I don't blog much about my daily life here in Jordan, mostly because there's not much to write about: the funniest thing that happens to me on class days is watching my classmates realize, mid-sentence, that when talking about women's issues in Arab society they're going to have to conjugate verbs for the feminine plural. And since I don't have any photos of the expression that says, "Oh, crap...can I reasonably pretend that at least one man wears the hijab or gets pregnant or becomes a victim of honor killings?", I suspect it is much funnier to me than to you.
It never ceases to surprise me that I'm living in a foreign country and not just bubbling over with odd incidents from day to day--Indonesia, after all, was a treasure trove, India not much worse, and if I had had a blog in Egypt, I could have written every day about things like competitive greetings, car accidents, dramatic illnesses, and pushy Muslim friends who wanted to take me to their neighborhood's Eid Al-Fitr celebration and teach me to pray. Jordanians, apparently, are not completely insane: in contrast with Egypt, where people lectured me every day about how Arab oil comes from the corpses of dead heroes, transformed by Allah as a reward for their faithfulness, Jordanians refrain from conspiracy theories and instead say perfectly reasonable things like "I hate George W. Bush" and "the U.S. presence in Iraq is causing problems" and "these rising oil prices are very hard on everyone." The craziest thing I've heard from someone yet is that I should say "Praise Allah" when I sneeze, because every time I do, Allah kills a dog in my place. That was from an Iraqi, though, so I'm not sure it counts.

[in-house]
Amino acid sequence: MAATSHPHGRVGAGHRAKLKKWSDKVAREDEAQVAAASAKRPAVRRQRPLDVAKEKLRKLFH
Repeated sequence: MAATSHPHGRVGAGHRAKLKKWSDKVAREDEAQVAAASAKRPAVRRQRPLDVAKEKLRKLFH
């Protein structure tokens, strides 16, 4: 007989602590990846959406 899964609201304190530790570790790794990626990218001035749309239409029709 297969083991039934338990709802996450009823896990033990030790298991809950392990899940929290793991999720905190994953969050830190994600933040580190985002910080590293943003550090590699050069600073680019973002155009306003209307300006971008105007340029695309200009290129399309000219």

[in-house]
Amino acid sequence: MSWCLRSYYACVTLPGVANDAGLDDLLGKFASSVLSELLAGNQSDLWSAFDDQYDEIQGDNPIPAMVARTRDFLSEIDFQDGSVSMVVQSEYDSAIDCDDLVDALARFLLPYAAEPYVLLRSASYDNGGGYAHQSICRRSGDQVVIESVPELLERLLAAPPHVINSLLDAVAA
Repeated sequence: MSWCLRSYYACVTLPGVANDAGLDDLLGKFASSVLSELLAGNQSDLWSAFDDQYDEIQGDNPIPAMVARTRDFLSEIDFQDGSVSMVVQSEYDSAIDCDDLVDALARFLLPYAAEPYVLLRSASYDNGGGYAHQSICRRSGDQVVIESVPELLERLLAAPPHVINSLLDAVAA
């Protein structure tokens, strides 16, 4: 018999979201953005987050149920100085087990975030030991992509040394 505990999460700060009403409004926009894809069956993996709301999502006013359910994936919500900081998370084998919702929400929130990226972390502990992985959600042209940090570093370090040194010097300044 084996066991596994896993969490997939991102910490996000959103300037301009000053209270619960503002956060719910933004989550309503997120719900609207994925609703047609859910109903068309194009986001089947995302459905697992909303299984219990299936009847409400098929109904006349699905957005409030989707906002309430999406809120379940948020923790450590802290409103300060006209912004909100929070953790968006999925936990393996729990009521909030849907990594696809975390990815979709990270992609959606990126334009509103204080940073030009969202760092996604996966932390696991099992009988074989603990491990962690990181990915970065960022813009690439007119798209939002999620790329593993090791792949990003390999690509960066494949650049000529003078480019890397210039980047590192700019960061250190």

So, basically, I go to class, go out to eat, wander around Amman, do my Arabic homework, buy pirated DVDs (Planet Earth for $5!), hang out shirtless with my roommates (hey, it's hot), visit Jordanian friends, attend prayers at a local mosque, and read lots of linguistics articles. It's quite the life--and I agree with the recent Jordan Times article, citing the king that 'Jordan is doing fine'--but it also means that there's nothing to see here, folks, move along. Or, rather, it means that all my blog entries inevitably focus less on the weekdays, and more on the weekends, when I do things like swim/wade up this river:
through this canyon:
to go skinny dipping under this waterfall:
Yup. Nothing to see here. Nothing at all. Move along.